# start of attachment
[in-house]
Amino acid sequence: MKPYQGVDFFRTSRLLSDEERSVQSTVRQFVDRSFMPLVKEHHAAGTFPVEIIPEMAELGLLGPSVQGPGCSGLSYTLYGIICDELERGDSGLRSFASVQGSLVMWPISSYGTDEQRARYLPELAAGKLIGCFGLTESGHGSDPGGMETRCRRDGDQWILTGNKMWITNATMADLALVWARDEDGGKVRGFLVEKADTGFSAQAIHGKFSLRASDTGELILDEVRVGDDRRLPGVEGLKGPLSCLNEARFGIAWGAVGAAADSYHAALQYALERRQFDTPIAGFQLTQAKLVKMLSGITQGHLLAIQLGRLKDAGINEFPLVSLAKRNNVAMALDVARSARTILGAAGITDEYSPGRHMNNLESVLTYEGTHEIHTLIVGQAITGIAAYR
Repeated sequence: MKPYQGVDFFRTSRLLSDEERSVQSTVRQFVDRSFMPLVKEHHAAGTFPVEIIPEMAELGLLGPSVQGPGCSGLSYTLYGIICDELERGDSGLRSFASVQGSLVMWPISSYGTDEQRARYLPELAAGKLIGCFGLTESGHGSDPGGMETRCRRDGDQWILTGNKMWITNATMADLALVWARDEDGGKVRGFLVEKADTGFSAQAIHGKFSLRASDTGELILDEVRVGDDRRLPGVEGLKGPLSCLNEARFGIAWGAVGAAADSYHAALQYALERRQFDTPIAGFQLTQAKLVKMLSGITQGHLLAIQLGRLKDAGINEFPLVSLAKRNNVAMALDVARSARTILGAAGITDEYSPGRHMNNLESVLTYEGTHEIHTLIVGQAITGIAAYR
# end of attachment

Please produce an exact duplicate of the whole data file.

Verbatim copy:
[in-house]
Amino acid sequence: MKPYQGVDFFRTSRLLSDEERSVQSTVRQFVDRSFMPLVKEHHAAGTFPVEIIPEMAELGLLGPSVQGPGCSGLSYTLYGIICDELERGDSGLRSFASVQGSLVMWPISSYGTDEQRARYLPELAAGKLIGCFGLTESGHGSDPGGMETRCRRDGDQWILTGNKMWITNATMADLALVWARDEDGGKVRGFLVEKADTGFSAQAIHGKFSLRASDTGELILDEVRVGDDRRLPGVEGLKGPLSCLNEARFGIAWGAVGAAADSYHAALQYALERRQFDTPIAGFQLTQAKLVKMLSGITQGHLLAIQLGRLKDAGINEFPLVSLAKRNNVAMALDVARSARTILGAAGITDEYSPGRHMNNLESVLTYEGTHEIHTLIVGQAITGIAAYR
Repeated sequence: MKPYQGVDFFRTSRLLSDEERSVQSTVRQFVDRSFMPLVKEHHAAGTFPVEIIPEMAELGLLGPSVQGPGCSGLSYTLYGIICDELERGDSGLRSFASVQGSLVMWPISSYGTDEQRARYLPELAAGKLIGCFGLTESGHGSDPGGMETRCRRDGDQWILTGNKMWITNATMADLALVWARDEDGGKVRGFLVEKADTGFSAQAIHGKFSLRASDTGELILDEVRVGDDRRLPGVEGLKGPLSCLNEARFGIAWGAVGAAADSYHAALQYALERRQFDTPIAGFQLTQAKLVKMLSGITQGHLLAIQLGRLKDAGINEFPLVSLAKRNNVAMALDVARSARTILGAAGITDEYSPGRHMNNLESVLTYEGTHEIHTLIVGQAITGIAAYR